FSA’s Direct Farm Operating Loans are a valuable resource to start, maintain and strengthen a farm or ranch. For new agricultural producers, FSA's Direct Farm Operating Loans provide an essential gateway into agricultural production by financing the cost of operating a farm. With a maximum loan amount of $400,000, all FSA Direct Operating Loans are financed and serviced by the Agency through local Farm Loan Officers and Farm Loan Managers. The funding comes from Congressional appropriations as part of the USDA budget.
*All FSA direct loan applications require the same basic forms.
Simultaneous requests for a direct farm ownership loan and a direct operating loan should be combined on a single loan application form.
When you meet with your FSA county Farm Loan Program staff, you will be asked to complete additional forms based on applicable loan program requirements for the loan type.
Frequently Asked Questions
Operating loans must be essential to the success of the farming operation and only for the following purposes:
- Costs associated with reorganizing a farm to improve profitability, for example:
- purchase of equipment to convert from conventional to no-till production
- change from stocker to cow-calf production
- shifting from row crop to vegetable production
- purchasing grain drying and storage equipment to facilitate better marketing
- purchase shares in value-added processing and marketing cooperatives
- Purchase of livestock, including poultry
- Purchase farm equipment
- Farm operating expenses including, and not limited to:
- farm supplies
- cash rent
- family living expenses
- initial processing of agricultural commodities, under certain circumstances
- Minor improvements or repairs to buildings
- Refinance certain farm-related debts, excluding real estate
- Land and water development, use, or conservation
- Loan closing and borrower training costs
Maximum Loan Limitations
The maximum loan amount for a Direct Farm Operating Loan is $400,000. There is no down payment requirement.
Direct Farm Operating loan repayment terms vary depending upon the purpose of the loan, the loan applicant's ability to pay, and when income is projected to be available. General operating and family living expenses are normally due within 12 months or when the agricultural commodities sell. For larger purchases such as equipment, minor repairs, or livestock, the term will not exceed 7 years.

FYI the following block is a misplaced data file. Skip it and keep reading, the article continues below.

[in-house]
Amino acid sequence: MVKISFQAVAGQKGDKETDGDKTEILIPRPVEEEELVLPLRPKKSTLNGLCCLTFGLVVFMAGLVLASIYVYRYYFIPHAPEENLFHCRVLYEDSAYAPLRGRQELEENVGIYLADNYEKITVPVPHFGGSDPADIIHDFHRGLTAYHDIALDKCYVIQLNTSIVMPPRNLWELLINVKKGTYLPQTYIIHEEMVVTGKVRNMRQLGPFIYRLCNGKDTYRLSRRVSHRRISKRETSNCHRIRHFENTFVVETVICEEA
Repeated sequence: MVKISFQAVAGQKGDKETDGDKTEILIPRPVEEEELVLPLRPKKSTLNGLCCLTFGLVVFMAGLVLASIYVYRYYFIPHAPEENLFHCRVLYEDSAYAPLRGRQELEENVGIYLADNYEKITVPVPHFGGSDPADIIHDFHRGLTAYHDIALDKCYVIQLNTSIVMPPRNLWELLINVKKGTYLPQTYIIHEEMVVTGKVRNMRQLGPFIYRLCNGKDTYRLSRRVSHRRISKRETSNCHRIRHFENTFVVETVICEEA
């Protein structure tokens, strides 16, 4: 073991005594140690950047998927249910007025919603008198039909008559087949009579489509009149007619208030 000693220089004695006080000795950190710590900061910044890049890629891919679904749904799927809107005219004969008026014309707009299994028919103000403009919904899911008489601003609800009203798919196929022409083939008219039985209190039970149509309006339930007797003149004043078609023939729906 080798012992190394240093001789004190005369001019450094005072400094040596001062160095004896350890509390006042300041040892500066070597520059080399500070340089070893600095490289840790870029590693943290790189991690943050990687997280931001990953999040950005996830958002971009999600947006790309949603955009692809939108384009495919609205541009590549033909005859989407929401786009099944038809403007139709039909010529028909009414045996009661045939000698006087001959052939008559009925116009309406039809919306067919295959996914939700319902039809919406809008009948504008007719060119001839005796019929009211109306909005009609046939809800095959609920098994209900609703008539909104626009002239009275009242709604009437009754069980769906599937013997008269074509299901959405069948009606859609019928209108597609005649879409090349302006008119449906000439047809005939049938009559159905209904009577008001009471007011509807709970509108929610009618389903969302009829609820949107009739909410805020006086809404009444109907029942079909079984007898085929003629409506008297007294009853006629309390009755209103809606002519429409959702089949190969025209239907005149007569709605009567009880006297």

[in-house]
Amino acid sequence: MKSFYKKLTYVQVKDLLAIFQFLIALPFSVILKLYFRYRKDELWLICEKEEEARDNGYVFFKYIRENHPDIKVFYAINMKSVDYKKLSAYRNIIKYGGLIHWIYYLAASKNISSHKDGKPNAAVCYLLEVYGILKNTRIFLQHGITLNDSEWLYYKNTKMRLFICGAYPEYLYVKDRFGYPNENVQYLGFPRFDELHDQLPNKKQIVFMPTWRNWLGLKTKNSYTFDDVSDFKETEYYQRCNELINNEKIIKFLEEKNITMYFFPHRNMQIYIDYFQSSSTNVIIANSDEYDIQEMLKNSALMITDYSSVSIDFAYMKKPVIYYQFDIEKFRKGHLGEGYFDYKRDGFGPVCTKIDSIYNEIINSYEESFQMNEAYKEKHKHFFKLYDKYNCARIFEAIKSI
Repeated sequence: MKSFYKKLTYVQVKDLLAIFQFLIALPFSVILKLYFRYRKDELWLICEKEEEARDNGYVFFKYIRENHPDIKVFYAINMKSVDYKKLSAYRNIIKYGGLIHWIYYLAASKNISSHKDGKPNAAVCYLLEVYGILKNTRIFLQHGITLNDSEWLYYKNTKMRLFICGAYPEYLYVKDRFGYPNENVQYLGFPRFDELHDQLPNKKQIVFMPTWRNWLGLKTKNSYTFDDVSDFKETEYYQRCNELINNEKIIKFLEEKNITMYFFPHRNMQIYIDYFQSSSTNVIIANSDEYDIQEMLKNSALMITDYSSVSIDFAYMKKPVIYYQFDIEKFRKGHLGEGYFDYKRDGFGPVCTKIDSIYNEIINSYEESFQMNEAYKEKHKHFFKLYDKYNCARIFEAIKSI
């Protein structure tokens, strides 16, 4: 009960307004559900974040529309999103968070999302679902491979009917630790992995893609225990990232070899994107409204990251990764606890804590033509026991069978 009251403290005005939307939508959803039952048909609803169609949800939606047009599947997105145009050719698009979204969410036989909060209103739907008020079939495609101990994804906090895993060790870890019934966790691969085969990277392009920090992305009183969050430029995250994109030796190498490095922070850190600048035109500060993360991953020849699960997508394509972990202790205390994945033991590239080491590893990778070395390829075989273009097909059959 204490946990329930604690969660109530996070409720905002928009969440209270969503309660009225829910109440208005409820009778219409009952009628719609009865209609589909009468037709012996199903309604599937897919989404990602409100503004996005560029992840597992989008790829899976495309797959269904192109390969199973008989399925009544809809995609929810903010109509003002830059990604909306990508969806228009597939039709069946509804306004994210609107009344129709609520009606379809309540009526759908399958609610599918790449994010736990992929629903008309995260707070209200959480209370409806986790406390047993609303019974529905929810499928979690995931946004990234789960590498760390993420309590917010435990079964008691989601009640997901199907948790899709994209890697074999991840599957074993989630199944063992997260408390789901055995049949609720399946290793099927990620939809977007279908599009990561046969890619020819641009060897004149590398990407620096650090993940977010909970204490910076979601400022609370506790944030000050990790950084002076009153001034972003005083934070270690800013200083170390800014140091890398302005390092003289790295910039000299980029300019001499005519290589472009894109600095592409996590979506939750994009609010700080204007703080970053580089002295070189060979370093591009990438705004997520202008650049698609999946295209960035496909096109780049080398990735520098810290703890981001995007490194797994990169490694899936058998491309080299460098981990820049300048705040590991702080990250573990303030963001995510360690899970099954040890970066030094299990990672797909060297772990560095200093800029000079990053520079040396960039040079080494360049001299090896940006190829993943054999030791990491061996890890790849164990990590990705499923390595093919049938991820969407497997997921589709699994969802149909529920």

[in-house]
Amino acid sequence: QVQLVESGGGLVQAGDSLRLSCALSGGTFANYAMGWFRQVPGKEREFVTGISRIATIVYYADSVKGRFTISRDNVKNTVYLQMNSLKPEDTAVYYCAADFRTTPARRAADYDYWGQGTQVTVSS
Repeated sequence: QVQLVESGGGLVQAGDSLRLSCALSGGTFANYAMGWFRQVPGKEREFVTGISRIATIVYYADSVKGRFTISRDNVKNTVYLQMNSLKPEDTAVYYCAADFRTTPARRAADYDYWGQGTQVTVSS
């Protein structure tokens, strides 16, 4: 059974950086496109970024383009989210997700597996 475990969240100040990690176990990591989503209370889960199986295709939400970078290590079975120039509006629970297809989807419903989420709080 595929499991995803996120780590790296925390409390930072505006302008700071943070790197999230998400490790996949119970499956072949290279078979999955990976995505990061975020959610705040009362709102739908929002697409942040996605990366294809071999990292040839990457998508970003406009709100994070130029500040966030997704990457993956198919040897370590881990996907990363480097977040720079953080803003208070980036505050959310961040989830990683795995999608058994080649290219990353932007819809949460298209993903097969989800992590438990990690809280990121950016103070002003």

The interest rate charged is always the lower rate in effect at the time of loan approval or loan closing for the type of loan wanted. Interest rates are calculated and posted the 1st of each month.
There are 2 different types of qualifications which need to be met:
- eligible farm enterprise
- general eligibility requirements
First, the operation must be an eligible farm enterprise. Operating loan funds cannot be used to finance nonfarm enterprises, such as exotic birds, tropical fish, dogs or horses used for non-farm purposes (racing, pleasure, show and boarding).
General eligibility requirements include:
- not having Federal or State conviction(s) for planting, cultivating, growing, producing, harvesting, storing, trafficking, or possession of controlled substances
- the legal ability to accept responsibility for the loan obligation
- an acceptable credit history
- be a United States citizen, non-citizen national or legal resident alien of the United States, including Puerto Rico, the U.S. Virgin Islands, Guam, American Samoa, and certain former Pacific Trust Territories
- no previous debt forgiveness by the Agency, including a guarantee loan loss payment
- being unable to obtain sufficient credit elsewhere, with or without an FSA loan guarantee
- no delinquency on a Federal debt, other than IRS tax debt, at the time of loan closing
- not being ineligible due to disqualification resulting from a Federal Crop Insurance violation
- have sufficient managerial ability to assure a reasonable expectation of loan repayment
Explanation of "Managerial Ability"
Managerial ability is shown to the Agency through any combination of education, on-the-job training, and farm experience or by meeting just 1 of these criteria. The level of management ability required will depend on the complexity of the operation and the amount of the loan request. Every application is evaluated on a case-by-case basis.
- 4-year college degree or graduate degree in agricultural related field(s)
- 2-year college degree from a technical college in agricultural related field
- successful completion of farm management curriculum offered by the Cooperative Extension Service, a community college, adult vocational agricultural program or Land Grant university
- successful completion of a community-based, nationally-based, non-profit or similar farm workshop programs
- vocational or general agriculture classes in high school in addition to working on a farm and participating in, and successfully complete agricultural projects in, 4-H, FFA, Tribal youth organizations, Grange Youth, or another agricultural affiliated club